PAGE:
According to David Remnick's retelling of New Yorker lore,
Six decades ago, not long after being hired by Harold Ross as a copy editor at The New Yorker, a shy young woman, an Oberlin graduate, set to work on a manuscript by James Thurber and soon came across the word “raunchy.” She had never heard of the word and thought it was a mistake. “Raunchy” became “paunchy.” Thurber’s displeasure was such that the young woman barely escaped firing.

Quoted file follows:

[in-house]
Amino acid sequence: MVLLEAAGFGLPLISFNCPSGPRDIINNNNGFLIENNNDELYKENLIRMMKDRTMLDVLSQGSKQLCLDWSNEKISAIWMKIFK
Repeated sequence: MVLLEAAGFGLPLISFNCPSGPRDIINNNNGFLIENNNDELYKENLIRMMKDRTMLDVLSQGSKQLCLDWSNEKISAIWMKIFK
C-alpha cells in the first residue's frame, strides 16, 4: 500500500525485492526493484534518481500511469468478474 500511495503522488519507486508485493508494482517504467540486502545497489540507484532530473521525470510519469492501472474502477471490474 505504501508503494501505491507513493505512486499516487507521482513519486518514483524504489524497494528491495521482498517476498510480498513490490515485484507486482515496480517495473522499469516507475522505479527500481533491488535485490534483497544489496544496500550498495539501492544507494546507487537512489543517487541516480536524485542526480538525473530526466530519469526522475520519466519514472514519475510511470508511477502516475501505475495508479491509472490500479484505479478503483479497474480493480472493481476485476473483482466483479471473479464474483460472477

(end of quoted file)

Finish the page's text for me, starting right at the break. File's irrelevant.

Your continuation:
But Eleanor Gould Packard, who died in February, would surely have modified "parauque" to "pauraque" before it made it into print for Steve at Language Hat to catch. I expect that she would also have doubted whether the head of the Family Research Council asked that every lion tongue would be cast down.Posted by Mark Liberman at August 14, 2005 06:11 PM